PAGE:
K. Veeraswami, C.J.
1. This is an appeal under the Letters Patent from the judgment of Venkataraman, J., in Umar Lebbai v. Ambasamudram Pallivasal : (1967)2MLJ218 who, agreeing with the conclusions arrived at by the two Courts below him, dismissed the plaintiff's Second Appeal. The earlier litigations had settled that one Vaka Mahadu Meethi Lebbai was entitled to perform the duties of Lebbai in Mohideen Andavar Pallivasal at Pottalpudur in Tirunelveli district in the Tamil month of Thai, once in two years and to get the corresponding emoluments therefor. In 1948, he died leaving his eldest son, Umar Lebbai the plaintiff, and 3 grandsons, defendants 6 to 8 by his predeceased two other sons, the last two defendants being the sons of the youngest of them. Syed Shah Abdul Latif v. Mohammed Lebbai : (1958)2MLJ199 , had decided that the Lebbais in institution would be entitled to an one-fourth share out of the hundial collections both at the time of the kanthuri and in ordinary times and an one-fourth share under all other heads of income except the Sandhanakudam and lands. The plaintiff-appellant claimed in his suit, out of which the appeal arises, to have succeeded to the Lebbaiship to the exclusion of his three nephews. He would be well-founded in his claim if the ordinary rules of inheritance of Sunni law applied by which the uncle would exclude the nephews, the females being also excluded on the ground of incompetency to perform the duties of Lebbai. But, the first two Courts, accepted the case of the nephews that succession to the Office should be on the basis of the rule of per strips. Venkataraman, J., accepted that view, he being of the opinion that the rule of inheritance to wakf could reasonably be extended to succession to the Office of Lebbai. Syed Shah Abaul Latif v. Mohammed Lebbai : (1958)2MLJ199 , observed with reference to this Pallivasal that 'The Lebbais must light the lamps of the Pallivasal, must call out bang, must read the fathiha, must recite the maulud and the yazin and give salivat, must attend to the comforts of the pilgrims coming to the Pallivasal, though they were not bound to sweep any portion of the Pallivasal.' The Office of Lebbai appears, therefore, to be more or less of a religious character. Succession claimed by the appellant is not to any wakf as such, but to the Office of Lebbaiship, the receipt of emoluments being only incidental to the Office. The rule of succession in the case of wakf is well settled. Mulla on Principles of Mahomedan Law, 17th edition says:
Where a wakf is made for the benefit of the settlor's descendants, but no rules of succession are laid down in the deed of wakf, the descendants take per stripes, and not per capita, and males and females take equal shares.
The Andhra Pradesh High Court in Mazhar Ali v. Bulam Murtujah A.I.R. 1958 AP 8, however, held that if a wakf was in favour of the descendants ''generation after generation, the implication was that the nearer line or class took first, and after them the line next after . But the principle that the children of a predeceased son were excluded by their uncles and aunts did not apply to endowed property. But this is not a case of wakf, and much less, of wakf made for the benefit of the settlor's descendants. The sentiments of the Muslim Law appear to be against the application of the rules of inheritance or principles of hereditary succession to the administration, of wakf property. The instant case is not one such either. Succession to the Office of Lebbai is not covered by any decided authority or any precise rule of Muslim Law. In the circumstances, Venkataraman, J., thought that since the religious services of a Lebbai were done in a wakf and the emoluments also were derived from the income of the wakf, there was no reason why the law of inheritance in respect of the income of the wakf should not be applied to the succession to the religious office. He also felt that the admitted exclusion of females from the Office of Lebbai would itself show that the regular law of inheritance to private property could not be applied because under such law, females could not be excluded. The learned Judge went further and stated that the view he was inclined to take would stand strengthened by the fact that the adoption of the rule of sons like defendants 6 to 8 taking the place of their deceased fathers would ensure greater number of heirs of the common ancestors being available as Lebbais, and that this will be more in keeping with the object of the institution of Lebbais than the rule which would let in only the plaintiff to the exclusion of the nephews. Though, to our minds, this process of reasoning may not meet with our entire approval, we do not at the same time, feel satisfied that the ultimate conclusion of the learned Judge should be upset as erroneous.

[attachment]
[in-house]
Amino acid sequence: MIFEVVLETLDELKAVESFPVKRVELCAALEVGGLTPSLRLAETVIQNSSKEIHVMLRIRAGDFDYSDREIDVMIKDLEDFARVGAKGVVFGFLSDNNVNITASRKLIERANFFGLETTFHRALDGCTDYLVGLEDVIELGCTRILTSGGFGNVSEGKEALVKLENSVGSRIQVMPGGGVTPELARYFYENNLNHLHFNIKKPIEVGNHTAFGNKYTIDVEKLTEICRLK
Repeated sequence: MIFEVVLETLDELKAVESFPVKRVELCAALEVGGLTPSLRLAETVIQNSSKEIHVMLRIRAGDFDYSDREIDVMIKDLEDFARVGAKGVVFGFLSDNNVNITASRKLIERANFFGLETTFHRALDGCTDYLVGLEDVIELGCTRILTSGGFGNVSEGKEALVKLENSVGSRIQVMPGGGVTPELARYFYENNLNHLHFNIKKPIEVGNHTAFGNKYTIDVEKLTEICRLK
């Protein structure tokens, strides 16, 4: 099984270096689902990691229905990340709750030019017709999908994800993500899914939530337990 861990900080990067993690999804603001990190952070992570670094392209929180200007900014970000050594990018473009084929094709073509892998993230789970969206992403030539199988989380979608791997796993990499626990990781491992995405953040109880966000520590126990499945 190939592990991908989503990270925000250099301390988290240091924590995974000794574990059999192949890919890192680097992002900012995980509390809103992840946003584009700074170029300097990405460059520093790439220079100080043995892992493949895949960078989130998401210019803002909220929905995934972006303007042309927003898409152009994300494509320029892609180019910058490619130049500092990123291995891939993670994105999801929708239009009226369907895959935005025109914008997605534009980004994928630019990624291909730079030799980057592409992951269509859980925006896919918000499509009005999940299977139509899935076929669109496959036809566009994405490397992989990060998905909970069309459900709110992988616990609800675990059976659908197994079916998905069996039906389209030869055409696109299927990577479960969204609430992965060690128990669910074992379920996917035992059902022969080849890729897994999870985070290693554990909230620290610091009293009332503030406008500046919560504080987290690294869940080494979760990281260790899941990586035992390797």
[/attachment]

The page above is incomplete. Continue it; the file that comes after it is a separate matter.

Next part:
2. We dismiss the appeal, but with no costs.